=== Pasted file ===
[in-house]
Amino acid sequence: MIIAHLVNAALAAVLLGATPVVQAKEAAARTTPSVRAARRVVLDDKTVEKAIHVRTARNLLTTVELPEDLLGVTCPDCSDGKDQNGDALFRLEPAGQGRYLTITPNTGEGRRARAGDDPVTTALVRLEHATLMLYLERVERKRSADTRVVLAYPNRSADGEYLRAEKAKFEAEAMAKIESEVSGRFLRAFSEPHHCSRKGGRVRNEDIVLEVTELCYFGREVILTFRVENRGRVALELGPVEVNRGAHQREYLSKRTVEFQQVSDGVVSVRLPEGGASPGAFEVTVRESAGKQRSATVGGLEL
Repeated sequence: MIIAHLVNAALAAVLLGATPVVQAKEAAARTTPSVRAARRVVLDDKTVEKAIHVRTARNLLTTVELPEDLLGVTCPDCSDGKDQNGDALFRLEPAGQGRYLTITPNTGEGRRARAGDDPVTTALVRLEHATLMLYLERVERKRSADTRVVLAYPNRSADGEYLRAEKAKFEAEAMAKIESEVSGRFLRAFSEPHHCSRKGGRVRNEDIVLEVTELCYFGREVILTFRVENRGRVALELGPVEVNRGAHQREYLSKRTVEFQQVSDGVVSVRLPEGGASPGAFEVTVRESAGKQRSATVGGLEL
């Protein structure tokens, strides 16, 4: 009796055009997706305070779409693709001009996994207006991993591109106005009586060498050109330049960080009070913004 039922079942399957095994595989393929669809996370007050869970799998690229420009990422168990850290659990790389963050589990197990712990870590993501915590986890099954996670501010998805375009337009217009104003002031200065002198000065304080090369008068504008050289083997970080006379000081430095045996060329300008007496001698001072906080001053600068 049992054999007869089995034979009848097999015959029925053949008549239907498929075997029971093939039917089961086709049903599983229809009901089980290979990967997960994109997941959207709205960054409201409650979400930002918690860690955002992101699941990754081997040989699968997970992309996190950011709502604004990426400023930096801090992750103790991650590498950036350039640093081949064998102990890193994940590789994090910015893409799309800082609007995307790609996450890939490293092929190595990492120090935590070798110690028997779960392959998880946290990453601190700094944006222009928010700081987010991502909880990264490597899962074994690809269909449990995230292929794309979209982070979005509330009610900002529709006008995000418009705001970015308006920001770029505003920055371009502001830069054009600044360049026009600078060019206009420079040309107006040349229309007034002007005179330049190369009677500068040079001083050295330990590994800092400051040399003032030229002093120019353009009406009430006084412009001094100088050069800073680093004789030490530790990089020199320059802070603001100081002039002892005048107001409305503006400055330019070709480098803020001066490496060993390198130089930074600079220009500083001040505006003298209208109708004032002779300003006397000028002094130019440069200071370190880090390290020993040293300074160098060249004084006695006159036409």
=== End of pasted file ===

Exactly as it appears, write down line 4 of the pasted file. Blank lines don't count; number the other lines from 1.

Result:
């Protein structure tokens, strides 16, 4: 009796055009997706305070779409693709001009996994207006991993591109106005009586060498050109330049960080009070913004 039922079942399957095994595989393929669809996370007050869970799998690229420009990422168990850290659990790389963050589990197990712990870590993501915590986890099954996670501010998805375009337009217009104003002031200065002198000065304080090369008068504008050289083997970080006379000081430095045996060329300008007496001698001072906080001053600068 049992054999007869089995034979009848097999015959029925053949008549239907498929075997029971093939039917089961086709049903599983229809009901089980290979990967997960994109997941959207709205960054409201409650979400930002918690860690955002992101699941990754081997040989699968997970992309996190950011709502604004990426400023930096801090992750103790991650590498950036350039640093081949064998102990890193994940590789994090910015893409799309800082609007995307790609996450890939490293092929190595990492120090935590070798110690028997779960392959998880946290990453601190700094944006222009928010700081987010991502909880990264490597899962074994690809269909449990995230292929794309979209982070979005509330009610900002529709006008995000418009705001970015308006920001770029505003920055371009502001830069054009600044360049026009600078060019206009420079040309107006040349229309007034002007005179330049190369009677500068040079001083050295330990590994800092400051040399003032030229002093120019353009009406009430006084412009001094100088050069800073680093004789030490530790990089020199320059802070603001100081002039002892005048107001409305503006400055330019070709480098803020001066490496060993390198130089930074600079220009500083001040505006003298209208109708004032002779300003006397000028002094130019440069200071370190880090390290020993040293300074160098060249004084006695006159036409």